If you trade stocks must reads for every participant are Extraordinary Popular Delusions and the Madness of Crowds and Reminiscences of a Stock Operator.
These books talk about how delusional and foolish investors have been through history. It is important to read these books if you are serious about investing, because momentum stock trading is a strategy for large money managers, and it is intended to suck the public into the scheme.
I had a moment of clarity in early 1999 when I took a taxi back to my office from the airport in San Francisco, and the cab driver was telling me that he had maxed his credit cards to buy portal stocks, and he was working his last shift as a taxi driver to take it up full time. I knew the end was near, but it didn't register with Wall Street (or me) when the head of the Federal Reserve Alan Greenspan called the moves in equities 'irrational exuberance." While the markets shook it off and continued to the final blow off top at the end of the century...it took that cab driver to get my attention before I shifted the portfolio. Today, there are some portfolio managers looking at Apple shifting the portfolio.
Does the iEmperor Have no Clothes?
I look at shares of Apple Inc. (AAPL) today, and see that shares were trading $55 one year ago. With the close yesterday of $132 being as widely held as it is (it is the largest market capitalization in history), I realize that if you are a portfolio manager and you did not, or do not, have Apple in your portfolio you cannot perform, and this feeds on itself.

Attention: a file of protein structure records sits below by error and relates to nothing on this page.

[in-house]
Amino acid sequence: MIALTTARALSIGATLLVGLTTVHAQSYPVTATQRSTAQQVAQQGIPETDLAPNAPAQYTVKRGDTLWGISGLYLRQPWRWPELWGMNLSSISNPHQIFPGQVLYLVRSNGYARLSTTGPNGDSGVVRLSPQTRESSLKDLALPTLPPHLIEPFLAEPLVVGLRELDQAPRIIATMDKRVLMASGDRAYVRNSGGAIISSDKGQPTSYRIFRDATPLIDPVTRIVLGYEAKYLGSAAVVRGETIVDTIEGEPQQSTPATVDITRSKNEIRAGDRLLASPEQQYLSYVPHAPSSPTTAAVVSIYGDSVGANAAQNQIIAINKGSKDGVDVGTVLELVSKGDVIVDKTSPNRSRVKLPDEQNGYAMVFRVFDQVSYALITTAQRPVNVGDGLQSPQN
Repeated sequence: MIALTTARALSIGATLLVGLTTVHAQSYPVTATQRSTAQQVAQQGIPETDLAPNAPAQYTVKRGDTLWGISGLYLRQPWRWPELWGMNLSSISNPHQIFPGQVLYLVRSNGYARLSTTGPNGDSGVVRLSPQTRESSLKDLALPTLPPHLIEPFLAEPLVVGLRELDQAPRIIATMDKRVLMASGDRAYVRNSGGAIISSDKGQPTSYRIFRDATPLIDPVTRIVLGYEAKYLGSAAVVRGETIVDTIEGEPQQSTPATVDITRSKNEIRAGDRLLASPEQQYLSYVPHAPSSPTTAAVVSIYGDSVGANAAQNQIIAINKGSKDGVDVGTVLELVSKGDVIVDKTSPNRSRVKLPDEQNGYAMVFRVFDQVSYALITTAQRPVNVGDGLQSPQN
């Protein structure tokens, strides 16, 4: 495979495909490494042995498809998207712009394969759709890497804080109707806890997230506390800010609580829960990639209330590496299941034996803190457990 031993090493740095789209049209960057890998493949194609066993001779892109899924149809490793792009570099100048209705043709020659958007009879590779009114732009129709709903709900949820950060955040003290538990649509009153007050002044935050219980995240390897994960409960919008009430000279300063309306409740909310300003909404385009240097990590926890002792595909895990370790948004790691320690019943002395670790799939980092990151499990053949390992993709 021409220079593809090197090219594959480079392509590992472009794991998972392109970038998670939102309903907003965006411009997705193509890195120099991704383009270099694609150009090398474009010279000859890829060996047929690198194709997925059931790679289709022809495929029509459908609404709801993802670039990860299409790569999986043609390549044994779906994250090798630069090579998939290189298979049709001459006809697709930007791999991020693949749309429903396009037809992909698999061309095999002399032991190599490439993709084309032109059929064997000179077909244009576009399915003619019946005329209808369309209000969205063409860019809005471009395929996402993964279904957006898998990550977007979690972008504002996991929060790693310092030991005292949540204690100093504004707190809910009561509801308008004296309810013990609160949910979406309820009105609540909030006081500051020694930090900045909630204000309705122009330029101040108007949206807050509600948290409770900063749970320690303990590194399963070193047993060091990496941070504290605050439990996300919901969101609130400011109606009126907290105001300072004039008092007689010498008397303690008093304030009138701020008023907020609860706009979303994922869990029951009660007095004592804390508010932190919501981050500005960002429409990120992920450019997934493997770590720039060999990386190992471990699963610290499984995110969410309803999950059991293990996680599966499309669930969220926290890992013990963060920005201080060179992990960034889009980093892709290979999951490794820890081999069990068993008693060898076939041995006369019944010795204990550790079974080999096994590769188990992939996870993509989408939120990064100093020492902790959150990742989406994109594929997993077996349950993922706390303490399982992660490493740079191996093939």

Apple is a momentum stock, and to some extent it doesn't matter how many iPhones they sell. As valuations exceed reality, analysts who cover Apple have the future valuations and multiples and metrics so extended that it has become the Tulip Craze of this millennium. Every manager loves the idea of baby boomers adding Apple in 2014, but it tells me that Apple is due for a healthy pullback. Just as that cab driver jumped on the bandwagon and had visions of early retirement, owners of Apple will get shaken out during the coming furious selloff. In 2015, shares cannot possibly continue the returns for investors that they did in 2014.
Markets spend 85% of the time preparing to move, and 15% of the time moving. If you look at historical prices in stocks you own, you will see that they have periods of high volatility and periods of small ranges and sideways movement. Do research on historical pricing, find out when stocks move and why they move. Do they move on quarterly earnings? Do they move when other stocks in the sector move? Do they move when the index they are in goes higher? These are questions you need to answer before you put up any of your money, and I would also go to Amazon.com Inc. (AMZN) or your local library and read both of the books mentioned above - this will save you some pain and keep you from driving a cab.
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